Grove To Glass Beer Project
Orchid Island Brewery perfects the craft of old world brewing while honoring Indian River citrus
"Nuthin’ Fancy Brown Ale Braised Beef Short Rib" from Orchid Island Brewery. Purchase our September issue for the full recipe!
Alden and Valerie Bing, owners of Orchid Island Brewery, are on a mission: to introduce non-beer drinkers to the elegance of craft beer and the traditions of Old World brewing while paying homage to the area’s citrus industry.
Over the past 40 years, an ever-growing number of brewers have been participating in a quiet revolution of sorts, changing the way Americans drink and think about beer. Like the popular farm-to-table movement, a similar trend in beer has emerged — the production of small-batch brews infused with locally grown adjuncts and flavorings. Today, with more than 5,000 craft beer breweries spread across the United States, what originally began as a grassroots culture of homebrewing hobbyists has now turned into a full-fledged craft beer industry.
While Florida has been relatively slow to jump on the bandwagon, the Bings' decision to open the first brewery in Vero Beach was predicated on supporting local agriculture. “After prohibition, the style of beer that most people became accustomed to was a light flavored lager,” Alden explains. “But if you look back to the genesis of beer, the adjuncts used were taken from the agriculture on the land. They called those Belgian farmhouse breweries. What’s current right now is this renaissance of Americans becoming acclimated with what beer has historically been.”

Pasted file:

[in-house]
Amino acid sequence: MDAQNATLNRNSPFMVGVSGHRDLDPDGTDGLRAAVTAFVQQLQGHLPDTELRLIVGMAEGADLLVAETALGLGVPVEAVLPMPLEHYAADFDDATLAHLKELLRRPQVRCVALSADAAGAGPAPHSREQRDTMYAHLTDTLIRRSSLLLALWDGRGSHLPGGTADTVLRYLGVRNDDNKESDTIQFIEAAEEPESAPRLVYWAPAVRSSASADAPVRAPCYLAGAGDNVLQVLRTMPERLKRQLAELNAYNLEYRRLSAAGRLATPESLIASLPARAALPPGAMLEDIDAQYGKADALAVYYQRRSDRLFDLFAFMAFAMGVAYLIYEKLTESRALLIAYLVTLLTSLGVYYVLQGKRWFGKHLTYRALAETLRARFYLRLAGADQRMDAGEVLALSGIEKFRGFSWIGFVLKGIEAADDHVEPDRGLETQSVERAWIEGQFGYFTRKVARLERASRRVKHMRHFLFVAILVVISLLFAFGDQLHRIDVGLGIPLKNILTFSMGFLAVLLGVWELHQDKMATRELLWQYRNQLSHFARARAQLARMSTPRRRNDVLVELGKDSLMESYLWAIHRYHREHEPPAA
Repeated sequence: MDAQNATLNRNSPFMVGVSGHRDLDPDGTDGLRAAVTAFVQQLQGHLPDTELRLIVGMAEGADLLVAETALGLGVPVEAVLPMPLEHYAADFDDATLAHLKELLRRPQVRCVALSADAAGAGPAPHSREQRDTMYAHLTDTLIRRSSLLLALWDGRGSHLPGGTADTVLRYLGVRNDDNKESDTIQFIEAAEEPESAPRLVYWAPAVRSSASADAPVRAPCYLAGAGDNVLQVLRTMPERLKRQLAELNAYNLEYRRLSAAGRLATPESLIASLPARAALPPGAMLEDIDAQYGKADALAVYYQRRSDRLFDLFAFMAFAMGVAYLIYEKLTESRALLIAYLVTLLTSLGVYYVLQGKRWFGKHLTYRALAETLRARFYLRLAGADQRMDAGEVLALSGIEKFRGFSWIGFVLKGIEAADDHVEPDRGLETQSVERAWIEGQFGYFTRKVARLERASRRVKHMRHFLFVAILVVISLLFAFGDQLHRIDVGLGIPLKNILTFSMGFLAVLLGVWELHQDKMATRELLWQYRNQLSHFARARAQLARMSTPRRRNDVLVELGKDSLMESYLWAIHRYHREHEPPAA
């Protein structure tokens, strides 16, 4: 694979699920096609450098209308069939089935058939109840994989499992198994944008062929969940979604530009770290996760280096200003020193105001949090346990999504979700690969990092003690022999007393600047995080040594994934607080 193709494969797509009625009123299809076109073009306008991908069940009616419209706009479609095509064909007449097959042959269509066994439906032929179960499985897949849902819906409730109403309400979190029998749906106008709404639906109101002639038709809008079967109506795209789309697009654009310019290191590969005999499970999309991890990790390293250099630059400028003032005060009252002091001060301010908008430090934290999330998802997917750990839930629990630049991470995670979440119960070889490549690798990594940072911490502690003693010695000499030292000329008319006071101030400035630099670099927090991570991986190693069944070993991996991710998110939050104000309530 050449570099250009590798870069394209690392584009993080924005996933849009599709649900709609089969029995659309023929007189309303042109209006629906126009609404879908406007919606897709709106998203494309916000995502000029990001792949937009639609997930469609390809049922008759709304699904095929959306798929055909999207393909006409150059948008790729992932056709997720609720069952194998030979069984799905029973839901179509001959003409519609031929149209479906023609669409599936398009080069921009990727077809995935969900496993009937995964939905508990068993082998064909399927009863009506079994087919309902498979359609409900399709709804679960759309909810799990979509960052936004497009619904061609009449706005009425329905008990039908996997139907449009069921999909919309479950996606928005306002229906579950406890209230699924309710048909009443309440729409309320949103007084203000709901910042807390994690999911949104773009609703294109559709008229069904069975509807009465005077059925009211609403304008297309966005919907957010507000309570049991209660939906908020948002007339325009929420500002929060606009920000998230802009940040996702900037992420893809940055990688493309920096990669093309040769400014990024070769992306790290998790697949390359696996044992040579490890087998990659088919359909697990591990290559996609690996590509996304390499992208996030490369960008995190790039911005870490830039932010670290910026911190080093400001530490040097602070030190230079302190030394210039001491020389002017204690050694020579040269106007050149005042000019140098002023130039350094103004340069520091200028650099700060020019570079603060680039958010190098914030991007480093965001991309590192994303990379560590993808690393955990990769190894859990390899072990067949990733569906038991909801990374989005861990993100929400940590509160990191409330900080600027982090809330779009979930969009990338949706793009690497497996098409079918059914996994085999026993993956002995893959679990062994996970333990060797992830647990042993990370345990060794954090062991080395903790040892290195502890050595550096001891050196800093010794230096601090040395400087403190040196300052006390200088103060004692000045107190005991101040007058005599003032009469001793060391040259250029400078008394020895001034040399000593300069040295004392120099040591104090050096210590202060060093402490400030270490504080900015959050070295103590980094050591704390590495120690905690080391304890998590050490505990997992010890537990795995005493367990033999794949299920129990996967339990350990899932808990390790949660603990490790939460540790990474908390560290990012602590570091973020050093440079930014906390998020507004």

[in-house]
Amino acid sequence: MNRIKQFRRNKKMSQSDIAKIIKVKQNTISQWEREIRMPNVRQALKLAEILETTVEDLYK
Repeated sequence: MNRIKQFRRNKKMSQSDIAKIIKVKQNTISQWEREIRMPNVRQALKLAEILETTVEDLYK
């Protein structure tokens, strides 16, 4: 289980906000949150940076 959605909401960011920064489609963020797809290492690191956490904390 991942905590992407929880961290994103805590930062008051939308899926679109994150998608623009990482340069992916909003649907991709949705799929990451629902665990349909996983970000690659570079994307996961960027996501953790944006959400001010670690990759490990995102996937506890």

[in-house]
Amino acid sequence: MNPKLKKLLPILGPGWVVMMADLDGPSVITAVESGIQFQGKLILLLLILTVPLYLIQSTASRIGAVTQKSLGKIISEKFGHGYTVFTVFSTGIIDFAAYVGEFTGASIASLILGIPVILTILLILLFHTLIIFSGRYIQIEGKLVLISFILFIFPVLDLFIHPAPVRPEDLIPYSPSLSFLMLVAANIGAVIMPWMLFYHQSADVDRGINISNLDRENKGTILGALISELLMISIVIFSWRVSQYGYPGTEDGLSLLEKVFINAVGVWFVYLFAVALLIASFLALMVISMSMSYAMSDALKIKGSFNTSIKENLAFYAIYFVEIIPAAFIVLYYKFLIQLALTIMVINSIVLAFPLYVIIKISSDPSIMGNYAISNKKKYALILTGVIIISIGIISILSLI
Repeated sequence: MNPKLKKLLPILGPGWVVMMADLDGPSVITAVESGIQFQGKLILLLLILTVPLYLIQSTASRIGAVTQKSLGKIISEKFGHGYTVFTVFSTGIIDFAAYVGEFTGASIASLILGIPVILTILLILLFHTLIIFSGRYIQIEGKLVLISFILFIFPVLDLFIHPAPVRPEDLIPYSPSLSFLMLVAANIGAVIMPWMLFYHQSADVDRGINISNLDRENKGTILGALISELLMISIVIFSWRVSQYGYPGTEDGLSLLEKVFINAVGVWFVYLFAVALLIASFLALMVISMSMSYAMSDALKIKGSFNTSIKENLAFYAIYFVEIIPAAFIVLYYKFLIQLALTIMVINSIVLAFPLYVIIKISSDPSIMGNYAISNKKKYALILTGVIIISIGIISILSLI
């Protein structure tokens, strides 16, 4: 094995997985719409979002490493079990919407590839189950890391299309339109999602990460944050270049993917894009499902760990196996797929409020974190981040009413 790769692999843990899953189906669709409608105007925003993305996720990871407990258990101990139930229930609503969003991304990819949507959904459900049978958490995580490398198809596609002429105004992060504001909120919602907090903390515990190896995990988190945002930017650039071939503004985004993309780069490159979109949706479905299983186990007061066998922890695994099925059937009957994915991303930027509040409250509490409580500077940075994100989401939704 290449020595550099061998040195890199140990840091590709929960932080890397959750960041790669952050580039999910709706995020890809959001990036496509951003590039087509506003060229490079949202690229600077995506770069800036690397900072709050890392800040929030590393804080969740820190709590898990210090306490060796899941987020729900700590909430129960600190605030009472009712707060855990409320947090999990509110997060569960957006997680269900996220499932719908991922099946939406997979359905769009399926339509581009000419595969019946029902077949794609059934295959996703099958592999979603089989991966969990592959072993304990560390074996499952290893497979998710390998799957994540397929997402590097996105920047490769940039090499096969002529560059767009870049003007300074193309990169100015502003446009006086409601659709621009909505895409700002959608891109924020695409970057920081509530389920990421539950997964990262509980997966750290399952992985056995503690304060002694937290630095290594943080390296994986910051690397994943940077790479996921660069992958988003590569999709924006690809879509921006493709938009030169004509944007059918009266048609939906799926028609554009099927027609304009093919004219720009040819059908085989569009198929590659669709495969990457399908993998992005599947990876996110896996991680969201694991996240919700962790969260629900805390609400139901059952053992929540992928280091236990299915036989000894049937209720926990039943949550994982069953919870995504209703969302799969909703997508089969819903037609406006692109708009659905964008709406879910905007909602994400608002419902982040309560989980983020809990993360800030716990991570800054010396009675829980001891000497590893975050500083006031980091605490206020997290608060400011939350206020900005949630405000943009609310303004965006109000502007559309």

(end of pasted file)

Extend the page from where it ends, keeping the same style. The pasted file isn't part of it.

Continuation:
Alden maintains the key to good craft beer is quality, consistency and a differentiator. For him, the latter is local citrus. “What makes what we’re doing very exciting is that we literally have the world’s best citrus growing in Indian River County,” he notes. “The same oil compounds that are in the most sought-after hops in the world exist in citrus. In a sense we’re a Florida equivalent of a Belgium farmhouse brewery, incorporating the world’s best citrus in the beer. Conceptually and generally, that is our niche of craft beer.”
And this is the crux of the industry in a nutshell. Fashioned from four traditional ingredients — grain, hops, yeast and water — the hallmark of craft beer is innovation. While mimicking historic styles, brewers are adding nontraditional adjuncts that connect the consumer to local agriculture. This is what gives the beer a sense of place and makes for an exciting adventure in regional flavors and aromas.